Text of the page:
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Electric cars fail to rebound in October

EVs continue their sales slump even as manufacturers post record sales numbers overall.


October was another slow month for EV sales and another huge month of gains for automakers’ gasoline-powered cars and trucks. Vehicles with a plug continue to lose market share. This month, the slowest-selling electric vehicle compared to last year’s October numbers is the Nissan Leaf, down by about 50% to just 1,239 units. The Leaf will most likely finish the year down more than 40%. The BMW i3 also stepped back in sales by about 20% and sold at only about half of last month’s rate. Combined, the range-extended i3 and BEV versions sold less than 1,000 units in October.

Ford has yet to report the sales of its plug-in cars, but October looks to be flat or down slightly over last year for EV sales in total. Only a huge surge in sales from each automaker would enable EVs to come close to matching last year’s sales total of 123,000 units.

The news is not all bad for those rooting for EVs to take hold at some point. Tesla’s Model S had an average month selling at about 1,900 units according to Inside EVs, who use a variety of methods to guestimate the luxury automaker’s sales. However, since its launch about two months ago, estimates are that Tesla has only shipped about ten of its new Model X performance Minivan/SUVs. An odd way to demonstrate a new model’s viability.

The Chevy Volt had a decent month. Chevy only sells the Volt in select states, where EVs are mandated, and Chevy seems to reserve inventory for big pushes. Chevy moved a mix of 2,036 ‘15 and ‘16 model year Volts this October. That is up from 1,433 last October. However look a little deeper and one notices that the Volt sold about 3,000 volts in October of 2012.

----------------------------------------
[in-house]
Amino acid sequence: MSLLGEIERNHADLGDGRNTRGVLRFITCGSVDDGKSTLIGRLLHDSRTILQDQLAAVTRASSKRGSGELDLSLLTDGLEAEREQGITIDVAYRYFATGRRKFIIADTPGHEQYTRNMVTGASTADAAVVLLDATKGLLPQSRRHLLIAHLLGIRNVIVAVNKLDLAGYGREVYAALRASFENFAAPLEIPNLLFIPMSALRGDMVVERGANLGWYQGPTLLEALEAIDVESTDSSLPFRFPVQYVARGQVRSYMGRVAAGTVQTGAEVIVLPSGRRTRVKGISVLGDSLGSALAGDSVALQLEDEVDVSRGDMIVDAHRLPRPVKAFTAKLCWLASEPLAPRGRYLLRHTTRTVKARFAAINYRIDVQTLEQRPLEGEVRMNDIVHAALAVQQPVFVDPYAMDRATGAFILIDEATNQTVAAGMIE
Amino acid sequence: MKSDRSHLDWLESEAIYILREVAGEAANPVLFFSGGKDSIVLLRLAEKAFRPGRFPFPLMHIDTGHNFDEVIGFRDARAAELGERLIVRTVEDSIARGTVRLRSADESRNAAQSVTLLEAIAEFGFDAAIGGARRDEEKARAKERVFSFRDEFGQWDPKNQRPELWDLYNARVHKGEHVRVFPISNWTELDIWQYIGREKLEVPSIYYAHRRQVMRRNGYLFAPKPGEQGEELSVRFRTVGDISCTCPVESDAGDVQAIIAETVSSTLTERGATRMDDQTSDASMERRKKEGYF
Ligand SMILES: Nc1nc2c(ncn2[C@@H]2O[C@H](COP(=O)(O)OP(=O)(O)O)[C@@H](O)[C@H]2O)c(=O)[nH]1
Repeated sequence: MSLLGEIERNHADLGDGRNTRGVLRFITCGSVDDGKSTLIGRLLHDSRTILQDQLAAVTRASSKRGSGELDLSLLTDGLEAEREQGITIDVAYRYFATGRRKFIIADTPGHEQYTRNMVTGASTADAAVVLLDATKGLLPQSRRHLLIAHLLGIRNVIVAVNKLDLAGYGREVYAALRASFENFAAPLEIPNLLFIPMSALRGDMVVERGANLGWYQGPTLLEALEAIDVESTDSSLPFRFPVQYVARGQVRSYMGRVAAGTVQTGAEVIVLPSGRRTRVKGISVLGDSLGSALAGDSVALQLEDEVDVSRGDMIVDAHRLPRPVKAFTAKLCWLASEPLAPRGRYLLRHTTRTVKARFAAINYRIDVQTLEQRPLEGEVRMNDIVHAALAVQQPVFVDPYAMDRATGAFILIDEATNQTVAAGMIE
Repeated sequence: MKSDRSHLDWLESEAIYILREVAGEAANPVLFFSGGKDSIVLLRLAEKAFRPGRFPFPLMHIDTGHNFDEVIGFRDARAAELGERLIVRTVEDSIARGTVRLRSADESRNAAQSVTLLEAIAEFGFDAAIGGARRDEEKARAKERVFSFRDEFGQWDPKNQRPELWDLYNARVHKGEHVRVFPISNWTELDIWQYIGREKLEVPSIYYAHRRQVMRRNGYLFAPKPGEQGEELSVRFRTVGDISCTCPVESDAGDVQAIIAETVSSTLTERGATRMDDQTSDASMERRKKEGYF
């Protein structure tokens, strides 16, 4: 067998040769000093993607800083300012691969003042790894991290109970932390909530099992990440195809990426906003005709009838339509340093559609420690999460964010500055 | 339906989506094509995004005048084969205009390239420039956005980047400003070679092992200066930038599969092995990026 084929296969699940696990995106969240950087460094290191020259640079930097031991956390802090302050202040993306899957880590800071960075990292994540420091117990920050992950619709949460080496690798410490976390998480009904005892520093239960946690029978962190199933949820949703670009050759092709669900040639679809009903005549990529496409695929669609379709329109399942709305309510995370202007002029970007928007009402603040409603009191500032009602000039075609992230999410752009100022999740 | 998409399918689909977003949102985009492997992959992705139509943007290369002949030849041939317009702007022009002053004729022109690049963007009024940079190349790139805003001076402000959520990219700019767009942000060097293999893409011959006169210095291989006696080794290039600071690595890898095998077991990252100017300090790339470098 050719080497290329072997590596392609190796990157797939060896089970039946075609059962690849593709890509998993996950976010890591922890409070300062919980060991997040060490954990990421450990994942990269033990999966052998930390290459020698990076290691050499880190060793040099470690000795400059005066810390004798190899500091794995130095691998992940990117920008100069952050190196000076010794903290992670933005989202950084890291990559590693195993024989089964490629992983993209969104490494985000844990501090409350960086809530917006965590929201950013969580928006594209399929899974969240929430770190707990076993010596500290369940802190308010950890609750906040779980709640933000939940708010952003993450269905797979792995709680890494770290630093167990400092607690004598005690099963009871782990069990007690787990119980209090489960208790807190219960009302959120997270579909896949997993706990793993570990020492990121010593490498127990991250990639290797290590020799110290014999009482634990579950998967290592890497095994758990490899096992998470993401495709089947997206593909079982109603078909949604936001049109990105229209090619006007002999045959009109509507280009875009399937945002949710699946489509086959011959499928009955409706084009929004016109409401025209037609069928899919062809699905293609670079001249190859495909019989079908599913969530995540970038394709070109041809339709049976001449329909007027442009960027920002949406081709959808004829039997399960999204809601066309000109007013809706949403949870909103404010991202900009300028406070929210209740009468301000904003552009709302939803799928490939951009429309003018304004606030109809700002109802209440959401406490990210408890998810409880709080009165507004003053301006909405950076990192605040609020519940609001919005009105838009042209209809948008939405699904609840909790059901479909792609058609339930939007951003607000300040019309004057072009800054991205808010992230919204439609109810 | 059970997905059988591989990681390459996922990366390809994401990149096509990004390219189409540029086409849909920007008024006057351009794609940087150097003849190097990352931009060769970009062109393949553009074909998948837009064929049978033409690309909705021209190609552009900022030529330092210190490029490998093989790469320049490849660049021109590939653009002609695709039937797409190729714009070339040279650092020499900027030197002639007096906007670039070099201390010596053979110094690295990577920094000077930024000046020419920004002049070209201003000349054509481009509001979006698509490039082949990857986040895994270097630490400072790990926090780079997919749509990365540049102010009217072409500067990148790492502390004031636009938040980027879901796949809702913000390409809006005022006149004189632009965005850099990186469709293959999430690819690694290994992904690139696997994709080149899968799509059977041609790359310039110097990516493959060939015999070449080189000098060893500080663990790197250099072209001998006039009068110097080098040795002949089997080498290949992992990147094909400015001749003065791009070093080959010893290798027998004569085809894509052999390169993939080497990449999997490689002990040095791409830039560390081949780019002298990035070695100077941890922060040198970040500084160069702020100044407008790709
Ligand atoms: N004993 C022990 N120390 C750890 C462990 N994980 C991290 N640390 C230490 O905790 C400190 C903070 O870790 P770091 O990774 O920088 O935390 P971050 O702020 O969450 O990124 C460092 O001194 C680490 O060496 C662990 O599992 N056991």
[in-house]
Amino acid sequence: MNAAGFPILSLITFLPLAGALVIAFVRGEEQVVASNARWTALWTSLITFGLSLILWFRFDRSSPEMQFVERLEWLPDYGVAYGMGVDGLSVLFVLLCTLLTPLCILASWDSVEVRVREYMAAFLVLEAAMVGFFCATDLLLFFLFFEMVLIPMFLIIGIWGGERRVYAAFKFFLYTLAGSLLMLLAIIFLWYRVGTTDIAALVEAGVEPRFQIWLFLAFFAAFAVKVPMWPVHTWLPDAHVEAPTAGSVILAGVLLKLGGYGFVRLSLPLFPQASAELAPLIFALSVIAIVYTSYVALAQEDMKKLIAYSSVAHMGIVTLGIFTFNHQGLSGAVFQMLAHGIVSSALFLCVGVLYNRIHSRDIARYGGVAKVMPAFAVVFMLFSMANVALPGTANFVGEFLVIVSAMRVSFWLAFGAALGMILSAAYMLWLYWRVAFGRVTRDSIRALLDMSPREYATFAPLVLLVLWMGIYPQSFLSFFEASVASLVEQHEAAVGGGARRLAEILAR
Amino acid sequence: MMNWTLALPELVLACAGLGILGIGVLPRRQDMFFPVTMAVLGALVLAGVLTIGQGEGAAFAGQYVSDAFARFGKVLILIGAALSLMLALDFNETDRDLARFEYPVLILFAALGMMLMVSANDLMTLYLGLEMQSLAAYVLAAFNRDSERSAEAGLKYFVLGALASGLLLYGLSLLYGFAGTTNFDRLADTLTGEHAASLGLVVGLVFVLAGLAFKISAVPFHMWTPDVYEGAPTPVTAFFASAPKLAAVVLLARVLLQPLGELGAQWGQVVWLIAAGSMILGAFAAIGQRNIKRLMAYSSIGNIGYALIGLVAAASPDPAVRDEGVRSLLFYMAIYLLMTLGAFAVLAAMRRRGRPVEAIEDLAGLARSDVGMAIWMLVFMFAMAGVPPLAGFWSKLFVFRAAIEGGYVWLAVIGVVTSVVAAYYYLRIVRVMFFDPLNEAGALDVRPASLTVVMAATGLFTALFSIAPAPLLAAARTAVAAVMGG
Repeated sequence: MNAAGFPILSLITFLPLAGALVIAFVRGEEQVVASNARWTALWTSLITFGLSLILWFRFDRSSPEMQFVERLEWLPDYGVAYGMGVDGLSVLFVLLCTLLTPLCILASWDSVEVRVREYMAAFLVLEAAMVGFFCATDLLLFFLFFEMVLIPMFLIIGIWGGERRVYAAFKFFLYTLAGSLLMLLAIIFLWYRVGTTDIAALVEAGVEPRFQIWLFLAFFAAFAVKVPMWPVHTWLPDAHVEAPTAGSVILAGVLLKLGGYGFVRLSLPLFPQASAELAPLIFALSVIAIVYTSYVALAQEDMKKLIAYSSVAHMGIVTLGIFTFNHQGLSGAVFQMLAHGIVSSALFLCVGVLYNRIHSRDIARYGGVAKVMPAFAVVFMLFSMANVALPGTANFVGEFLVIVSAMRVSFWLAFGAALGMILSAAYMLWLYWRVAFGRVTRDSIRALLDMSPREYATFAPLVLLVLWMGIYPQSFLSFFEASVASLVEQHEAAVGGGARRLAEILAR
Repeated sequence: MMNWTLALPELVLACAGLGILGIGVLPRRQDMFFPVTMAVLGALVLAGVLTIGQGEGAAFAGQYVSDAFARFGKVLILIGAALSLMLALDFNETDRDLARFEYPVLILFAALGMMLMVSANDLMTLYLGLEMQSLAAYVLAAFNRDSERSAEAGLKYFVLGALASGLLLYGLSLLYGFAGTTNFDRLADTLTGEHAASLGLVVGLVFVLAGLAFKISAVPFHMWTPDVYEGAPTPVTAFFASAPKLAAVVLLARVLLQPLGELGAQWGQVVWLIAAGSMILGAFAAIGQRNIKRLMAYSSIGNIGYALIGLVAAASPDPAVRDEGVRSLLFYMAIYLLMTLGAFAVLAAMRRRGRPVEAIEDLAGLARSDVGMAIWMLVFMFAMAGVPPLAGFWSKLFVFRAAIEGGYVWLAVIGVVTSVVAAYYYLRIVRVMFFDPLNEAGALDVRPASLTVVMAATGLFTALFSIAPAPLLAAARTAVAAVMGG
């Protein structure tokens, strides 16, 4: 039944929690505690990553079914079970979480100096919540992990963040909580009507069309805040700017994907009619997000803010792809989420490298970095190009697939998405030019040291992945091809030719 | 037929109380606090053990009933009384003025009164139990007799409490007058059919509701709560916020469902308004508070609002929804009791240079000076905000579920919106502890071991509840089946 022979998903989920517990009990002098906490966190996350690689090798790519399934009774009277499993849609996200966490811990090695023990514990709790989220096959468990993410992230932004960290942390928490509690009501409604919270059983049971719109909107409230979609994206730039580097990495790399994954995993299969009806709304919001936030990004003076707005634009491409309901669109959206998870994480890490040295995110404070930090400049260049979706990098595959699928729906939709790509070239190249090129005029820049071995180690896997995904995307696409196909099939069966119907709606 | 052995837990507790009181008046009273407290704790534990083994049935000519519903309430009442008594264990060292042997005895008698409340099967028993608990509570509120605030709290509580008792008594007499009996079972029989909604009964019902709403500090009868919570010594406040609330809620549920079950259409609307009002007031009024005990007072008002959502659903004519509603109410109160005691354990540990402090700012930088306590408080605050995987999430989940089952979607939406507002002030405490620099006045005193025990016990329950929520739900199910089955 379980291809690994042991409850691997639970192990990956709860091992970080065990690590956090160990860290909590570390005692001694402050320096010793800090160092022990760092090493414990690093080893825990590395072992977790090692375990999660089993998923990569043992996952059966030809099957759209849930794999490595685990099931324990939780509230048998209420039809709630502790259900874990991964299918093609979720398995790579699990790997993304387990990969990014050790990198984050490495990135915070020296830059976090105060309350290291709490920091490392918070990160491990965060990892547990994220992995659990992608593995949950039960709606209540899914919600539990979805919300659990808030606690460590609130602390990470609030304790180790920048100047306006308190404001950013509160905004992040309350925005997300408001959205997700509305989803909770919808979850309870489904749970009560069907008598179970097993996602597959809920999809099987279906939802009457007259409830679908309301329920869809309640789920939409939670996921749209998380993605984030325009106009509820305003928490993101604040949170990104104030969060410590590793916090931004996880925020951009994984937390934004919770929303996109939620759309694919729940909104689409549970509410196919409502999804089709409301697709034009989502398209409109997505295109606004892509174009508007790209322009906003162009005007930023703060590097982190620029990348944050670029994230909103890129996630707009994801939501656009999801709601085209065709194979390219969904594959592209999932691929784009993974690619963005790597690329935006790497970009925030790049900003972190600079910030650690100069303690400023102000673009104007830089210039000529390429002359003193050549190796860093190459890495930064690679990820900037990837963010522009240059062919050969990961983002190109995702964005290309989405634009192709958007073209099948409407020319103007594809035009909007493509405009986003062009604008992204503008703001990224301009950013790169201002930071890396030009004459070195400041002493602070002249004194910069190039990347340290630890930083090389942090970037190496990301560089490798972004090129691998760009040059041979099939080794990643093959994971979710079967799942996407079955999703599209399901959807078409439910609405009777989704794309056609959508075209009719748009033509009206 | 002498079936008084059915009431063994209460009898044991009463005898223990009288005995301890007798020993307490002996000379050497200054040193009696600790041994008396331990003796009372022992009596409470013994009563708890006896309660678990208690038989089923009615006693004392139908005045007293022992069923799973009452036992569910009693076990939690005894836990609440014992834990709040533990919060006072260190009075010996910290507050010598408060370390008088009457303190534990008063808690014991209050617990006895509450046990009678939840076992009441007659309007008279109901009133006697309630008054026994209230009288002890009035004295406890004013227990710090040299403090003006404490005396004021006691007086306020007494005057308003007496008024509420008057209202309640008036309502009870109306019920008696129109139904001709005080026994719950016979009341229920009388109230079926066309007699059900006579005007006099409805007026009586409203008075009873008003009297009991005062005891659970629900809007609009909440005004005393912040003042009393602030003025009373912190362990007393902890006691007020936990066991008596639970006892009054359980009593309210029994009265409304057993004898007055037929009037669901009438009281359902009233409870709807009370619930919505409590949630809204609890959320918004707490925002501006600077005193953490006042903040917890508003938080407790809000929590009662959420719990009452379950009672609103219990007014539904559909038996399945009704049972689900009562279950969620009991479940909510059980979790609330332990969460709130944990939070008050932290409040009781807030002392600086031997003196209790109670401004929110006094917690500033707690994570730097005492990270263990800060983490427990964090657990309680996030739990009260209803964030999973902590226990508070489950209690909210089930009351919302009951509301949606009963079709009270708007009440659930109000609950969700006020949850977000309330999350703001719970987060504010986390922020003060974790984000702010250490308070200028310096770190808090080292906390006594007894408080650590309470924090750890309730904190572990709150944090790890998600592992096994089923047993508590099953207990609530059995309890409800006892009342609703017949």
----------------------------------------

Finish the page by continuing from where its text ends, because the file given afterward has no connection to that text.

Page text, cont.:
The Toyota Prius-Plug-In has dropped way back from its number two or three spot. The gasoline Prius sold very well in October and was up over last year. However, the math is easy for many Prius shoppers. They know that the cost per mile to run a Prius on electricity is now about the same as it is to run it with gasoline in many markets. So why buy the more costly Plug-in? A new generation Prius Plug-In will likely be announced after the hybrid is settled in the marketplace. We would not count it out as a possible strong EV seller in late 2016.

EV enthusiasts see a bright future. Chevy’s 200-mile range Bolt is almost ready. Tesla continues to make progress on its infrastructure and manufacturing capabilities. Nissan recently showed off some exciting new EVs with more range and a more dynamic look. Oddly, this bright future may be one of the factors restricting sales of the EVs available now. Why buy the outgoing technology when something much more interesting is just around the bend?


RobSez (not verified)    November 3, 2015 - 11:26PM

First, the Volt and Prius aren't EVs they're hybrids.

Unchallenged misinformation in the media. A complete lack of public education about EVs. Dealerships that don't want them and sales staffs that are completely clueless.

It's no wonder EV sales are horrible.

Multiple surveys across all EV models consistently show 92%-98% of EV drivers love their cars. Most EV drivers do not plan to go back to ICE vehicles and almost all EV drivers would recommend an EV to their friends. So, what does that tell us in the face of sinking sales numbers?

John Goreham    November 4, 2015 - 9:22AM

In reply to by RobSez (not verified)

Thanks RobSez you speak the truth. Indeed, we have done surveys of i3 owners proving that many drivers of EVs are in fact second or third electrified vehicle owners. There is no doubt that many or even most EV owners love them. You can continue not to consider cars that plug in and then drive using only electricity for 10, 20, 40 or 60 miles before using an on-board engine or generator hybrids if you choose. CARB, EPA, the mainstream automotive media, the electric vehicle advocacy media (Inside EVs for example) and those who own cars like the Volt all consider them "EVs." Extended Range Electric Vehicles (EREVs) or Plug-In Hybrid Electric Vehicles (PHEVS) make up a large percentage of EVs sold, so if we exclude them, there really isn't anything worth writing about - yet.

mike w (not verified)    November 4, 2015 - 8:03PM

In reply to by RobSez (not verified)

What does it tell us? Well I would guess the rest of the potential EV buyers out there-me included-are waiting for the 200 mile range Chevy Bolt, the 150 mile range Nissan Leaf, the 200 + mile range Tesla model 3 and yes the 2016/2017 Chevy Volts. 100% agree on the not going back to gasoline but would not recommend what I'm driving to anyone.